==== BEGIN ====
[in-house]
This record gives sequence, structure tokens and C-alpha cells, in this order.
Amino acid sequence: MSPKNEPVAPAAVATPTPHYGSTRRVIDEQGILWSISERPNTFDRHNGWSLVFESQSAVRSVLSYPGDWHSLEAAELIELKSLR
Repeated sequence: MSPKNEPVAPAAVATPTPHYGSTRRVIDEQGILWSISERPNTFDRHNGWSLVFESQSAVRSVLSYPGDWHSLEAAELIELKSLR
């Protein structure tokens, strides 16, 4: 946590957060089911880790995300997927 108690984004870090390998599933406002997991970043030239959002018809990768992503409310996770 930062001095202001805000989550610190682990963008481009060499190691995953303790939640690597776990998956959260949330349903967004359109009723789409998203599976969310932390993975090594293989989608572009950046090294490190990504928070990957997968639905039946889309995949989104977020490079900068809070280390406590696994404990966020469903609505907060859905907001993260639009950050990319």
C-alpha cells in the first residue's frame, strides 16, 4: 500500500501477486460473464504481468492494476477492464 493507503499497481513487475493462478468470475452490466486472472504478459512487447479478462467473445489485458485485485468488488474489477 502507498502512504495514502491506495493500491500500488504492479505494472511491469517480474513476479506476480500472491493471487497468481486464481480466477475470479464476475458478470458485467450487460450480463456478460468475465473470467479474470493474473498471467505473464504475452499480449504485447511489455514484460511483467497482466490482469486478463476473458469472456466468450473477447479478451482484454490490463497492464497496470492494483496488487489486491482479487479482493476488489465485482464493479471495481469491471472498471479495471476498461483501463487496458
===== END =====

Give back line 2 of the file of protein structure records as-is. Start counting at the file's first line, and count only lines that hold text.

This record gives sequence, structure tokens and C-alpha cells, in this order.